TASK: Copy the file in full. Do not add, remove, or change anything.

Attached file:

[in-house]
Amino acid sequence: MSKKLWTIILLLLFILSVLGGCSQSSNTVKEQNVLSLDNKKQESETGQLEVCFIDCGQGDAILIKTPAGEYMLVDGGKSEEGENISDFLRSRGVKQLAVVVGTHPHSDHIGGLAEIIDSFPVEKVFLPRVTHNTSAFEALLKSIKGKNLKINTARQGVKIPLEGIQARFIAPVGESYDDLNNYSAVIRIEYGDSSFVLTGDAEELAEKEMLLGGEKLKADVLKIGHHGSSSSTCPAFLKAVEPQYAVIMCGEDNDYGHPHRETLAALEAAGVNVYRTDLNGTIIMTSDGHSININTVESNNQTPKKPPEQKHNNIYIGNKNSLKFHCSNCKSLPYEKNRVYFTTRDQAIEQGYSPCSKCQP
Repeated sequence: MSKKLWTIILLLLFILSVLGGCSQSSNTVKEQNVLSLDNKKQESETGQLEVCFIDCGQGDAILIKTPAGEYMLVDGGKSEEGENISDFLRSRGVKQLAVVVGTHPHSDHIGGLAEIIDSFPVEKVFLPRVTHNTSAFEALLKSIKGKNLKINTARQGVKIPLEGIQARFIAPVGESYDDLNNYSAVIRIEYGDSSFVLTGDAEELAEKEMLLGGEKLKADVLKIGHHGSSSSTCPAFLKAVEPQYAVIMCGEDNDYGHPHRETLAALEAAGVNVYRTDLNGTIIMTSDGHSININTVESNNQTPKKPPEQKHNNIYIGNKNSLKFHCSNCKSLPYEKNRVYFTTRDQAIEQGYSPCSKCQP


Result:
[in-house]
Amino acid sequence: MSKKLWTIILLLLFILSVLGGCSQSSNTVKEQNVLSLDNKKQESETGQLEVCFIDCGQGDAILIKTPAGEYMLVDGGKSEEGENISDFLRSRGVKQLAVVVGTHPHSDHIGGLAEIIDSFPVEKVFLPRVTHNTSAFEALLKSIKGKNLKINTARQGVKIPLEGIQARFIAPVGESYDDLNNYSAVIRIEYGDSSFVLTGDAEELAEKEMLLGGEKLKADVLKIGHHGSSSSTCPAFLKAVEPQYAVIMCGEDNDYGHPHRETLAALEAAGVNVYRTDLNGTIIMTSDGHSININTVESNNQTPKKPPEQKHNNIYIGNKNSLKFHCSNCKSLPYEKNRVYFTTRDQAIEQGYSPCSKCQP
Repeated sequence: MSKKLWTIILLLLFILSVLGGCSQSSNTVKEQNVLSLDNKKQESETGQLEVCFIDCGQGDAILIKTPAGEYMLVDGGKSEEGENISDFLRSRGVKQLAVVVGTHPHSDHIGGLAEIIDSFPVEKVFLPRVTHNTSAFEALLKSIKGKNLKINTARQGVKIPLEGIQARFIAPVGESYDDLNNYSAVIRIEYGDSSFVLTGDAEELAEKEMLLGGEKLKADVLKIGHHGSSSSTCPAFLKAVEPQYAVIMCGEDNDYGHPHRETLAALEAAGVNVYRTDLNGTIIMTSDGHSININTVESNNQTPKKPPEQKHNNIYIGNKNSLKFHCSNCKSLPYEKNRVYFTTRDQAIEQGYSPCSKCQP